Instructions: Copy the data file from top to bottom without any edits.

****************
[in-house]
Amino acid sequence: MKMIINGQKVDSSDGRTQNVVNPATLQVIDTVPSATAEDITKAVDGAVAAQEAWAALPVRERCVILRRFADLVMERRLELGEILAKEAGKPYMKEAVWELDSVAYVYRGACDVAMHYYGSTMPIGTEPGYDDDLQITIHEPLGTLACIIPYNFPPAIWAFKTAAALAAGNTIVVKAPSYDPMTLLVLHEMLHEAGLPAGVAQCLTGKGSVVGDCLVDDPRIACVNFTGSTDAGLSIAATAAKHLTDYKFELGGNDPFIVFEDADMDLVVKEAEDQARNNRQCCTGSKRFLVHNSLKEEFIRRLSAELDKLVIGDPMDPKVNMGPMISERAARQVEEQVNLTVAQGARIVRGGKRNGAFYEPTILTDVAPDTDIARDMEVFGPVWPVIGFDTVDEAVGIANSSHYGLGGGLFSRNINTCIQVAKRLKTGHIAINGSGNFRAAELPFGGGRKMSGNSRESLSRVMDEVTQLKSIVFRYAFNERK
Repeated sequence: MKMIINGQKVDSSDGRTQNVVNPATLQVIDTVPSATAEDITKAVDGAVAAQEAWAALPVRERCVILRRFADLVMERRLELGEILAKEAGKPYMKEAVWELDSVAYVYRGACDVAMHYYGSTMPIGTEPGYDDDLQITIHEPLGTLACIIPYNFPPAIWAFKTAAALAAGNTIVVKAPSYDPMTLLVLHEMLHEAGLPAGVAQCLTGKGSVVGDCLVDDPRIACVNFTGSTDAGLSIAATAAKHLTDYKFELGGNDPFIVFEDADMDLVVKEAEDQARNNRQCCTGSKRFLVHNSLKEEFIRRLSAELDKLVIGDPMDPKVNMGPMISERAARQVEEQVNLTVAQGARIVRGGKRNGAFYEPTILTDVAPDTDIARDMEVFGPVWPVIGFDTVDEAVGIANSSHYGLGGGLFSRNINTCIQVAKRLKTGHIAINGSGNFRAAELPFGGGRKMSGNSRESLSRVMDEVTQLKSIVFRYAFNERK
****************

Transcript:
[in-house]
Amino acid sequence: MKMIINGQKVDSSDGRTQNVVNPATLQVIDTVPSATAEDITKAVDGAVAAQEAWAALPVRERCVILRRFADLVMERRLELGEILAKEAGKPYMKEAVWELDSVAYVYRGACDVAMHYYGSTMPIGTEPGYDDDLQITIHEPLGTLACIIPYNFPPAIWAFKTAAALAAGNTIVVKAPSYDPMTLLVLHEMLHEAGLPAGVAQCLTGKGSVVGDCLVDDPRIACVNFTGSTDAGLSIAATAAKHLTDYKFELGGNDPFIVFEDADMDLVVKEAEDQARNNRQCCTGSKRFLVHNSLKEEFIRRLSAELDKLVIGDPMDPKVNMGPMISERAARQVEEQVNLTVAQGARIVRGGKRNGAFYEPTILTDVAPDTDIARDMEVFGPVWPVIGFDTVDEAVGIANSSHYGLGGGLFSRNINTCIQVAKRLKTGHIAINGSGNFRAAELPFGGGRKMSGNSRESLSRVMDEVTQLKSIVFRYAFNERK
Repeated sequence: MKMIINGQKVDSSDGRTQNVVNPATLQVIDTVPSATAEDITKAVDGAVAAQEAWAALPVRERCVILRRFADLVMERRLELGEILAKEAGKPYMKEAVWELDSVAYVYRGACDVAMHYYGSTMPIGTEPGYDDDLQITIHEPLGTLACIIPYNFPPAIWAFKTAAALAAGNTIVVKAPSYDPMTLLVLHEMLHEAGLPAGVAQCLTGKGSVVGDCLVDDPRIACVNFTGSTDAGLSIAATAAKHLTDYKFELGGNDPFIVFEDADMDLVVKEAEDQARNNRQCCTGSKRFLVHNSLKEEFIRRLSAELDKLVIGDPMDPKVNMGPMISERAARQVEEQVNLTVAQGARIVRGGKRNGAFYEPTILTDVAPDTDIARDMEVFGPVWPVIGFDTVDEAVGIANSSHYGLGGGLFSRNINTCIQVAKRLKTGHIAINGSGNFRAAELPFGGGRKMSGNSRESLSRVMDEVTQLKSIVFRYAFNERK